Racing from the flip side: reflections of a pacer

Last weekend, I crewed and paced my bestest trail buddy to his first 100 mile finish.

I LOVE crewing and pacing.  It is completely different from the grind of racing, yet so important to the success of a runner, especially over the course of 100 miles.  Because crew and pacer can make or break the race for a runner, it comes with A LOT of pressure.  And contrary to what many people believe, pacing is NOT about keeping your runner company.

I was so fortunate to have a good friend and fellow Ninja teammate, Kelley Mims, to come along for the fun.  Kelley grew up in Louisiana and loves any excuse to go for a visit.  Plus, she loves trail running as much as me and is always willing to help someone out.  We were also camped next to some Dallas Dirt Runner gals and helped out with them when we could.  We ended up having some hilarious adventures with Ang while all our runners were out on the loop.  I honestly can’t wait until I see her again!!

The race

The race was held at Chicot State Park somewhere in the middle of Louisiana and started at 7AM.  The race was to be 5 loops of 20 miles, with me jumping in at mile 60 to bring him home to the finish.  The weather was cool and overcast, with some misting throughout the day. Kelley and I would soon learn, as Tommy came in off the first loop, that the trails were muddy with standing water in some areas of the course from rains that had moved through during the week.  Kelley and I worked to get Tommy everything he needed so that we could get him back out as quickly as possible. I taped a hot spot, slathered as much Trail Toes as I could get on his feet and sent him on his way.  Tommy was moving well, but I was REALLY concerned about the feet.  It was clear to me that feet were going to be the battle of the day.

Between second and third loop, Tommy was still moving well and looking good.  Kelley had taken one for the team and warmed up his macaroni & cheese with tuna (I COULD NOT warm up tuna. GAG)  I taped a hot spot on his other foot, slathered more Trail Toes on, then on with dry socks.  He also opted to change shoes.  I should have stopped this – I should have made him wait until the start of the 4th loop.  He didn’t have another dry pair with him and I didn’t override my gut on that one.  I’m not sure if it made a huge difference or not, but everytime I reflect on it, I regret letting that happen so early.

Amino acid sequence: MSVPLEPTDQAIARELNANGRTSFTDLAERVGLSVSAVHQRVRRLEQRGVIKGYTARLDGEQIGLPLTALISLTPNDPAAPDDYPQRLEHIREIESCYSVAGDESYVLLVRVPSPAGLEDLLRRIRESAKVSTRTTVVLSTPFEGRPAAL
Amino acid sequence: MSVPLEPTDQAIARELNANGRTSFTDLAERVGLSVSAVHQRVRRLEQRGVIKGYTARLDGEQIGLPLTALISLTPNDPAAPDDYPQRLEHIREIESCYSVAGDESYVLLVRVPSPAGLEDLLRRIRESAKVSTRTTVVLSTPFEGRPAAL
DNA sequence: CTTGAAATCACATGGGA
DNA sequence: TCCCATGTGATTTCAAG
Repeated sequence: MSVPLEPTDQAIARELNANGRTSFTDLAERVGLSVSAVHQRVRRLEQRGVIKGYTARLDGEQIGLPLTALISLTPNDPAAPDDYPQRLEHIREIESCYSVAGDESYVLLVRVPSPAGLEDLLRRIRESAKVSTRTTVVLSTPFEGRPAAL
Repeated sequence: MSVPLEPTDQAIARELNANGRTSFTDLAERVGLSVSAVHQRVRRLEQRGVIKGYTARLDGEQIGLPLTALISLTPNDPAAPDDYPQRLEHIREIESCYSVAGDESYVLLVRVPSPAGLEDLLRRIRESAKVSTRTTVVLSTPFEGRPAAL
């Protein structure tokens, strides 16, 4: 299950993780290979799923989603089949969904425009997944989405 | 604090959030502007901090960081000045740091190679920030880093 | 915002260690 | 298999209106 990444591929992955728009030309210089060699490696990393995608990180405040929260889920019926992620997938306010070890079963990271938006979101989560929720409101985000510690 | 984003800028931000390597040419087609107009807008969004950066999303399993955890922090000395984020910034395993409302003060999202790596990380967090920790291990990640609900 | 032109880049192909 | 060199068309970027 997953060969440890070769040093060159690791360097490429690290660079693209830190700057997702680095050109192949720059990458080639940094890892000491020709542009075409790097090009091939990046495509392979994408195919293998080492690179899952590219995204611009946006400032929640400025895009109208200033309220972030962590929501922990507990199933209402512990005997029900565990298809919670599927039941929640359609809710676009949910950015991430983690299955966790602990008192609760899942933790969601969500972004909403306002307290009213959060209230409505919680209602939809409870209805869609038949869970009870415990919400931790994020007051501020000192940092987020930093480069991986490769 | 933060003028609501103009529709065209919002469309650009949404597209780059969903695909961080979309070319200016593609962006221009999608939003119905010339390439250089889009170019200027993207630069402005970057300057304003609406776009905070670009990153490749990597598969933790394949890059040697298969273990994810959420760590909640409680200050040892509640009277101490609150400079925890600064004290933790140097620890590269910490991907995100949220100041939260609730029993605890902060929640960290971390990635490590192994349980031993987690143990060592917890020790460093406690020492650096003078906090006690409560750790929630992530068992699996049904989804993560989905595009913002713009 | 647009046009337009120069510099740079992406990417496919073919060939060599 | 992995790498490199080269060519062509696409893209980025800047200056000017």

Tommy would update us at mile 8 and mile 16 aid stations each loop.  I could tell during loop 3 that it was becoming difficult for him.  He came in at the end of loop 3, 60 miles behind him, looking tired and a little defeated.  But I know from firsthand experience that knowing you get your pacer can pick up the mood, so I was hoping that would help to put a little pep in his step.  We changed his socks (again), and this time there were blisters to attend to.  I did everything I could to make his feet more comfortable, but all day trapsing through mud and water in wet shoes was beginning to take its toll.  Kelley and I were trying to get calories in him as well, but he wasn’t having much of that.

Off we went on loop 4.  The course was fun.  I didn’t think the first 4 miles were nearly as bad as everyone had said, but then again, I was fresh as a daisy and hadn’t been battling the course all day.  Tommy was moving slow.  I had a good idea what battles he was fighting in his mind.  I had to be careful at this point.  I knew we were in that delicate time during a 100 miler when your body is telling you to eff off, you’re off your goal pace and you can’t see any hope in the situation.  I had to keep him in it, but without pushing him to a point that he went over the edge mentally.  I never feel that I handle this part well.  I can troubleshoot your GI issues, take care of your feet and manage all the other moving parts, but I feel like I always fall short in managing the mental state.  In any case, I was concerned.  I knew he was in a bad place, but somehow I managed to keep him eating and drinking and moving.  Now if we can make the feet last 30 more miles….

We came in from loop 4 and I went to work on Tommy’s feet.  Kelley had gone out to pace a runner from Dallas Dirt Runners who didn’t have a pacer lined up, so I was on my own! LOL.  God bless Tommy.  His feet were a mess.  I drained so many blisters…again.  I drained one with blood – I know, I know – but I had to do what I had to do.  I joked that I could do this without issue but warming up mac & cheese with tuna crossed the line.  Tommy wasn’t about to eat anything.  I know how the stomach feels at mile 80, so I didn’t push it too much.  Tommy asked about dry shoes, but we had none.  Oh how I wish he could have worn my shoes, but they were just a tad too small.  We sat for a minute to let him reset, then we were off for the victory lap.